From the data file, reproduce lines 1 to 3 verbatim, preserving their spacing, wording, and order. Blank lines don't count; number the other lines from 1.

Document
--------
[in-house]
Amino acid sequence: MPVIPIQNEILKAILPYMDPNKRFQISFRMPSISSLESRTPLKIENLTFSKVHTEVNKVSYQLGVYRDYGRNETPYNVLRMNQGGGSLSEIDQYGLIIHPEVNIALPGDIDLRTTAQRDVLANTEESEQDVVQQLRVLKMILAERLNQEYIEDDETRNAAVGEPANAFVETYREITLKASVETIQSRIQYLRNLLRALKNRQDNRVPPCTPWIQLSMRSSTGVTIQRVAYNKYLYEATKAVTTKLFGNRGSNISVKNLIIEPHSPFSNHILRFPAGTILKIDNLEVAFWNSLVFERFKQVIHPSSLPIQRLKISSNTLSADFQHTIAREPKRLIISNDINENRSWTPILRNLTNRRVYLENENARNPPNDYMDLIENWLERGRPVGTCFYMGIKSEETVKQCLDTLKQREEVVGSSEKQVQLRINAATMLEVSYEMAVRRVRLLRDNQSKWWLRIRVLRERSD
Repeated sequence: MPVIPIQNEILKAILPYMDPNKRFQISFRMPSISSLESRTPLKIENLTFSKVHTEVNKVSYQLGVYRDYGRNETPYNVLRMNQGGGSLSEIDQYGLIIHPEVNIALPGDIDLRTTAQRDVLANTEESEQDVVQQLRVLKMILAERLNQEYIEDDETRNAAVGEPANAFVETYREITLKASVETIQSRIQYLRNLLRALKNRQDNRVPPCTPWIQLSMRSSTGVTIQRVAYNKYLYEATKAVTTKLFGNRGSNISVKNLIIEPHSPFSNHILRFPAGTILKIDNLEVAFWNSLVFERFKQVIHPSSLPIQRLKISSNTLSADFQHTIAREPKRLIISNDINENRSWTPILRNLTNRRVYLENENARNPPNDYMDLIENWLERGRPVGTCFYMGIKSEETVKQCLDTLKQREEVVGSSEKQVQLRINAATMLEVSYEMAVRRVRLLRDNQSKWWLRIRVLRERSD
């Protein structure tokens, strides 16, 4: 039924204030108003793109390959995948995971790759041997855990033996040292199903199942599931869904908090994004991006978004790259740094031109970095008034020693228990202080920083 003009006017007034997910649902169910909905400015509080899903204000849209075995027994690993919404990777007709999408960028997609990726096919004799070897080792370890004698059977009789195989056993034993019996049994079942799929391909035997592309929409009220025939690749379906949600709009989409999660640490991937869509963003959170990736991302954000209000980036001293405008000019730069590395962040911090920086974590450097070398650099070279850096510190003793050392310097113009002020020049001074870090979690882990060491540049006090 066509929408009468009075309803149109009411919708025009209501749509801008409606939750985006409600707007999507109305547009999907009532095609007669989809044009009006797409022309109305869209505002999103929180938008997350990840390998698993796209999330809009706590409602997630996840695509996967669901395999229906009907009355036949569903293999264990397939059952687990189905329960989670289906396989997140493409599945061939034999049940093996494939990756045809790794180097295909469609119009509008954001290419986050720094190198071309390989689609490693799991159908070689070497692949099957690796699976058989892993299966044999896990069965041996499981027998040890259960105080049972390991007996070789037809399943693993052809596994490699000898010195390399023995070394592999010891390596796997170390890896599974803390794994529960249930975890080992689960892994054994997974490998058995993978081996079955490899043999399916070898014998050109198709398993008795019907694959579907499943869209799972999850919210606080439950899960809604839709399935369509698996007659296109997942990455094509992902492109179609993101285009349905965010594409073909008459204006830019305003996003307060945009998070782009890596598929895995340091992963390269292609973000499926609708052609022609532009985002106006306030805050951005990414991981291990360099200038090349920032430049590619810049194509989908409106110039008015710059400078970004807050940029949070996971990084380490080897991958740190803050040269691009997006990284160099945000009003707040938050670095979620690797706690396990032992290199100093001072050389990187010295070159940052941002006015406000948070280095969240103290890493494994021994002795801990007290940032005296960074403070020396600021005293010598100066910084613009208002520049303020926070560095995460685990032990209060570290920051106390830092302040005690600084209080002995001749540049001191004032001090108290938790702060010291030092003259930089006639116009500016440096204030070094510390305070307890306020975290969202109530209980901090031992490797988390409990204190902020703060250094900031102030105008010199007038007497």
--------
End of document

[in-house]
Amino acid sequence: MPVIPIQNEILKAILPYMDPNKRFQISFRMPSISSLESRTPLKIENLTFSKVHTEVNKVSYQLGVYRDYGRNETPYNVLRMNQGGGSLSEIDQYGLIIHPEVNIALPGDIDLRTTAQRDVLANTEESEQDVVQQLRVLKMILAERLNQEYIEDDETRNAAVGEPANAFVETYREITLKASVETIQSRIQYLRNLLRALKNRQDNRVPPCTPWIQLSMRSSTGVTIQRVAYNKYLYEATKAVTTKLFGNRGSNISVKNLIIEPHSPFSNHILRFPAGTILKIDNLEVAFWNSLVFERFKQVIHPSSLPIQRLKISSNTLSADFQHTIAREPKRLIISNDINENRSWTPILRNLTNRRVYLENENARNPPNDYMDLIENWLERGRPVGTCFYMGIKSEETVKQCLDTLKQREEVVGSSEKQVQLRINAATMLEVSYEMAVRRVRLLRDNQSKWWLRIRVLRERSD
Repeated sequence: MPVIPIQNEILKAILPYMDPNKRFQISFRMPSISSLESRTPLKIENLTFSKVHTEVNKVSYQLGVYRDYGRNETPYNVLRMNQGGGSLSEIDQYGLIIHPEVNIALPGDIDLRTTAQRDVLANTEESEQDVVQQLRVLKMILAERLNQEYIEDDETRNAAVGEPANAFVETYREITLKASVETIQSRIQYLRNLLRALKNRQDNRVPPCTPWIQLSMRSSTGVTIQRVAYNKYLYEATKAVTTKLFGNRGSNISVKNLIIEPHSPFSNHILRFPAGTILKIDNLEVAFWNSLVFERFKQVIHPSSLPIQRLKISSNTLSADFQHTIAREPKRLIISNDINENRSWTPILRNLTNRRVYLENENARNPPNDYMDLIENWLERGRPVGTCFYMGIKSEETVKQCLDTLKQREEVVGSSEKQVQLRINAATMLEVSYEMAVRRVRLLRDNQSKWWLRIRVLRERSD